The survey also investigated the barrows and other large earthwork monuments found across Normanton Down, taking advantage of the opportunity for out-of-season access to the RSPB nature reserve. Although access was partially limited by such features as the remains of outdoor pig-rearing units, some new insights were revealed into the so-called North Kite, an area of well-preserved Bronze Age linear earthworks.
The figure below shows a broad linear magnetic anomaly following the known course of the North Kite ditch, together with a more subtle response running parallel to it, possibly representing an outer palisade. The northern segment of the North Kite ditch appears to be incorporated into an approximately east-west ditch anomaly which has been traced by aerial photography across the wider landscape and is thought to form a boundary around the Normanton Down barrow group. The GPR data replicates the magnetic responses to both the North Kite ditch and the palisade, and, in places where the magnetic data has been obscured by ferrous detritus, provides some improved definition of the linear earthworks. Greater complexity is also revealed within the northern arc of the Kite, where a series of evenly spaced buried stones or pits have been detected which cannot be entirely explained by the more recent activity shown on aerial photographs.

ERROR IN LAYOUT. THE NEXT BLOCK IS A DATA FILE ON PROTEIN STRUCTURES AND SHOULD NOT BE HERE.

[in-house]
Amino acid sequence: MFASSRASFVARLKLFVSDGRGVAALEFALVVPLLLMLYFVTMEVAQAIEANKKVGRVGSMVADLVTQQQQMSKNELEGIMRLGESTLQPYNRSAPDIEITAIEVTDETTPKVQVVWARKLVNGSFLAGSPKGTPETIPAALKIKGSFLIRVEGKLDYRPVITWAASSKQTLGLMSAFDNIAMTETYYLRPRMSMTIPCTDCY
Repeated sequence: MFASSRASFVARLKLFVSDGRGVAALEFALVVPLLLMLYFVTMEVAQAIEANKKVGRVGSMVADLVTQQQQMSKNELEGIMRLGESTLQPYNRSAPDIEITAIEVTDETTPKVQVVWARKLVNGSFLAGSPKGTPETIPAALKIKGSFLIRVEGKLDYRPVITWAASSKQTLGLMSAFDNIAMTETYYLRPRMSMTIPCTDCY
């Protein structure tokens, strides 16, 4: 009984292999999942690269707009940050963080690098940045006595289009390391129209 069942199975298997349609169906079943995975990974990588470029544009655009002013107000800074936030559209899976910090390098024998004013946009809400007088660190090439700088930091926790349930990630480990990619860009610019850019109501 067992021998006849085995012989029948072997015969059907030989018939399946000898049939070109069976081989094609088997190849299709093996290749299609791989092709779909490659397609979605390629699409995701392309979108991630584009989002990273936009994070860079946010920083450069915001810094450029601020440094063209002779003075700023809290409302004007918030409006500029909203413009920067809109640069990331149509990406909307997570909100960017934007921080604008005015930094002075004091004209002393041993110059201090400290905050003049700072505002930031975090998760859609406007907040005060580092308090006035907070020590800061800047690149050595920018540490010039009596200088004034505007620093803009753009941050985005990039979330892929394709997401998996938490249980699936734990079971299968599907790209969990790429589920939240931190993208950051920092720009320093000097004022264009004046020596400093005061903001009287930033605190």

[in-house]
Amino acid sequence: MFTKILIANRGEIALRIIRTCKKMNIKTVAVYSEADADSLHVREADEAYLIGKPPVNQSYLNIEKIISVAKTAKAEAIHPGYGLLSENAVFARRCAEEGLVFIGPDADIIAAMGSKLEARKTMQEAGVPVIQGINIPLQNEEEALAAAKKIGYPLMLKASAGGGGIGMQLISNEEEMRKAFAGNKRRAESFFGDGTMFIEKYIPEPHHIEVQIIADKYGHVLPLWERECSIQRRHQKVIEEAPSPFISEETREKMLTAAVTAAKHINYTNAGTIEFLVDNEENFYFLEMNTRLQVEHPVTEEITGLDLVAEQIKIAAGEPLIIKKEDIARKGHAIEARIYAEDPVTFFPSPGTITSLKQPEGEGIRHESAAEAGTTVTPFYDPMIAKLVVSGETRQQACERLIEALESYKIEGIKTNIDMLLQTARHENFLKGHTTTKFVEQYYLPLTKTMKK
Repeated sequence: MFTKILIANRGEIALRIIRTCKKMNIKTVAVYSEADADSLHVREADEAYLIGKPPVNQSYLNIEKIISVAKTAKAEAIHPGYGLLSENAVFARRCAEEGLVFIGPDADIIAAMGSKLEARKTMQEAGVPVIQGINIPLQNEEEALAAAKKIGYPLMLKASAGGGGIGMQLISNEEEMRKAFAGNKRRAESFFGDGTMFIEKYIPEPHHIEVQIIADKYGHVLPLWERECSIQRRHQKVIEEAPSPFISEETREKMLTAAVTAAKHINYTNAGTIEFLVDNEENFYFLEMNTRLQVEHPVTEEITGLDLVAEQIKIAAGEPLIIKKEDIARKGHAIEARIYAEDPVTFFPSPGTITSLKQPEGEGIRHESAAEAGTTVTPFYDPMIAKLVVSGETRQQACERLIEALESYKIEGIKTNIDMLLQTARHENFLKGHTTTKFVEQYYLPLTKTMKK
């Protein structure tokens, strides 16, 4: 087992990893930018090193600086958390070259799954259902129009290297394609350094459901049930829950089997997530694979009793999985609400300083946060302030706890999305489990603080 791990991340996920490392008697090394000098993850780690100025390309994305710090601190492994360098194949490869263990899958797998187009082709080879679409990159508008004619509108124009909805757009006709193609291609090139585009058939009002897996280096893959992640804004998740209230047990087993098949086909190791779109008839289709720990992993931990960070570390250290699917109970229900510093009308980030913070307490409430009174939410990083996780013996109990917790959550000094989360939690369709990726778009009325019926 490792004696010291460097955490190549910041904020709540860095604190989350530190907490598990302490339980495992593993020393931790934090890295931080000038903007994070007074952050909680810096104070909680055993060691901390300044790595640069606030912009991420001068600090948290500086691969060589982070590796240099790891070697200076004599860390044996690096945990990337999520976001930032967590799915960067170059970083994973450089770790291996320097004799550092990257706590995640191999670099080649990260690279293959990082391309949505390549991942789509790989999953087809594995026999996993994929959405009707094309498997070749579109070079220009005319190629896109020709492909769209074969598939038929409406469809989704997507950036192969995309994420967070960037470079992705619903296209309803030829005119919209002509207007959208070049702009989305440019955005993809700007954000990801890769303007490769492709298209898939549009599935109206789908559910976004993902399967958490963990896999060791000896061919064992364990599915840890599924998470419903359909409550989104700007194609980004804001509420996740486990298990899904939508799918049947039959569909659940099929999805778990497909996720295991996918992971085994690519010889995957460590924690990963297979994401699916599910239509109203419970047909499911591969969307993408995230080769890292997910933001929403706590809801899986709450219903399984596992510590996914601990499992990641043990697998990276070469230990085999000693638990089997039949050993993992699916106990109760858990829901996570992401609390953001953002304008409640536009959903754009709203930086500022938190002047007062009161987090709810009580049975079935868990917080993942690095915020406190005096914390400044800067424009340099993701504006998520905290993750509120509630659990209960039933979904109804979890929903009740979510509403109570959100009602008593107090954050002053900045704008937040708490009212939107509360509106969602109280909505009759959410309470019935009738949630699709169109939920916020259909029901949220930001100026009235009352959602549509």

Between the known monuments the survey has revealed a plethora of small, discrete anomalies related to pits and tree throws. While these may not all be of archaeological significance, recent excavations within the WHS have demonstrated that such features can preserve important information about past activity in the Stonehenge landscape. Detailed analysis of the combined geophysical data may make it possible to further enhance interpretation of these results. The GPR data has also revealed new insights into the underlying geomorphology, particularly weathering bands within the chalk and the accumulation of sediments within dry valleys.
Landscape-scale geophysical survey is increasingly recognised as an important research and management tool within the World Heritage Site. For example, as shown below, it can determine the scale of animal burrows within barrows. Whether it is used to discover individual monuments, or to determine relationships between sites across the landscape, the new survey data serves as a useful contribution to a long hoped-for aim: complete coverage of the WHS using remote sensing survey techniques.